It is indeed sad that the iconic tree in Punggol was struck by lightning, and hence started to decay ("Punggol #instagramtree's days numbered"; Aug 16).
This would mean the demise of another of nature's icons.
To safeguard other iconic trees, a rare sight in our crowded shores, perhaps the National Parks Board (NParks) can do more to save them, such as the casuarina tree at Upper Seletar Reservoir and the Tembusu tree at the Botanic Gardens.
I suggest NParks install a lightning conductor next to the tree. This is a metal rod or metallic object mounted on top of buildings, or even a tree, which is then electrically connected using a wire or electrical conductor to the ground or "earth" through an electrode.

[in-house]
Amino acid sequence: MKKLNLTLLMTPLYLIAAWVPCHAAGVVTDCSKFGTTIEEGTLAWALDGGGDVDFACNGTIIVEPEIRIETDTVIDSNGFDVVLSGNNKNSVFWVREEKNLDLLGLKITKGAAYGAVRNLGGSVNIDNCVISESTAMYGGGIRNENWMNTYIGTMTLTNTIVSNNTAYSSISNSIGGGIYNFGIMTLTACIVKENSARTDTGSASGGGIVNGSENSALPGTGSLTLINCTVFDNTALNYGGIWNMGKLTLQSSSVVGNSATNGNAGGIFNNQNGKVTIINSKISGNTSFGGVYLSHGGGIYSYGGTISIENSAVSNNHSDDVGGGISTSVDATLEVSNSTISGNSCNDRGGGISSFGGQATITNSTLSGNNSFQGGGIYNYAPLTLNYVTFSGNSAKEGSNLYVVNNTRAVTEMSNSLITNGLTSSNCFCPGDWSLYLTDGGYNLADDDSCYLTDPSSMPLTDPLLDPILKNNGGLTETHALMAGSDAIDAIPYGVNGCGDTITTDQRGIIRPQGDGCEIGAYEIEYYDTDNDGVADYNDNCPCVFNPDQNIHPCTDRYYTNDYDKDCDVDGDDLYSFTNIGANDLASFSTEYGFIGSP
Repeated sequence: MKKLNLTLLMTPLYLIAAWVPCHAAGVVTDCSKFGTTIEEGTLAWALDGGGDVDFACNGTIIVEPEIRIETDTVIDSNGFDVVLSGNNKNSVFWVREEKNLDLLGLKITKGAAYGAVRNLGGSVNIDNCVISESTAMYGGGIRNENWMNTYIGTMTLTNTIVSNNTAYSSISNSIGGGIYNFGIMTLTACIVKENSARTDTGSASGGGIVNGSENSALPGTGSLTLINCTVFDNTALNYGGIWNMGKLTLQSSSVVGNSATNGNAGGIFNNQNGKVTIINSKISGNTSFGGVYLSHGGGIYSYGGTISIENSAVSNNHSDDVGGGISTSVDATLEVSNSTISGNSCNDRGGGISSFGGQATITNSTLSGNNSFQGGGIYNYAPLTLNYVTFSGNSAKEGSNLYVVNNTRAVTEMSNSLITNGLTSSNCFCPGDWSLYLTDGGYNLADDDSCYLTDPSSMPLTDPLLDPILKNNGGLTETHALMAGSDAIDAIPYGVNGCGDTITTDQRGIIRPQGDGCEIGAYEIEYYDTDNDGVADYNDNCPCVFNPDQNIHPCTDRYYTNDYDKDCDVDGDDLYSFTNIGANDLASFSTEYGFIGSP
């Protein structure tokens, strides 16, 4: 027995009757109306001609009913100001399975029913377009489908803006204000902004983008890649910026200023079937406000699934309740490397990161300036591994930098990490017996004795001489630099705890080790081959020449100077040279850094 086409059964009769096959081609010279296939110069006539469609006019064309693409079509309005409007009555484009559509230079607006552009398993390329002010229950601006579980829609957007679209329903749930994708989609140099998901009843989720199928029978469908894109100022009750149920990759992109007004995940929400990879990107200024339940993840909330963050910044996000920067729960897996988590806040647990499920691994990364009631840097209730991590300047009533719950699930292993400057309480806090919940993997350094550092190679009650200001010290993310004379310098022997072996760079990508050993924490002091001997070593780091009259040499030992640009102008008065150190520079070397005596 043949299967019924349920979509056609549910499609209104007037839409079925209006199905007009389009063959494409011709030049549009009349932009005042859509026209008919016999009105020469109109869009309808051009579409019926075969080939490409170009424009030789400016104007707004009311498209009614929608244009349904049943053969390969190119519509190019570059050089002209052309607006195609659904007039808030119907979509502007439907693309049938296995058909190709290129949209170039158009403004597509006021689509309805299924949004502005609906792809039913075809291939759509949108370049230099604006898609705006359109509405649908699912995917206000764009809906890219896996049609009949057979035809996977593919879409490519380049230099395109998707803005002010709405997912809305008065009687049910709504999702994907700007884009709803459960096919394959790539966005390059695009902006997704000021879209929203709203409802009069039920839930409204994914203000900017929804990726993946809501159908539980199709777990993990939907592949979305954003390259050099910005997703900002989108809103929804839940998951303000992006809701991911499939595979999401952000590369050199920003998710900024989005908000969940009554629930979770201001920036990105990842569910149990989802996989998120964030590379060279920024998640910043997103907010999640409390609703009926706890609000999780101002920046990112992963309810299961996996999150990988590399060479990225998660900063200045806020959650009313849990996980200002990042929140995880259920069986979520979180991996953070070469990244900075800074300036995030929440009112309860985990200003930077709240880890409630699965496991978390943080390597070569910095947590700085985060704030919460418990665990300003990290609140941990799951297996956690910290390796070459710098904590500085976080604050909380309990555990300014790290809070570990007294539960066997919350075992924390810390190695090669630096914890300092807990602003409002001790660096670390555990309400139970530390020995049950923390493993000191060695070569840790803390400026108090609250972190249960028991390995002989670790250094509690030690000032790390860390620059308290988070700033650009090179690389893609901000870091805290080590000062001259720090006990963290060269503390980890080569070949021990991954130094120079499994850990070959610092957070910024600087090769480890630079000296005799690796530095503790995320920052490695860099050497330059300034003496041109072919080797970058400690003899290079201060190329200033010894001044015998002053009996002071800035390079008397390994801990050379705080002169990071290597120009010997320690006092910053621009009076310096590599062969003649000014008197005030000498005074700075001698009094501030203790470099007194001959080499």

If lightning strikes, the object acts as a conducting path for the lightning to be dissipated to the earth, thereby saving the tree.
Currently, lightning conductors are already being used at Housing Board blocks and other buildings, so there should be no difficulty in adapting them for the trees' use.
We should take action fast to save the iconic trees, rather than regret not doing so when it is too late.
Lee Kek Chin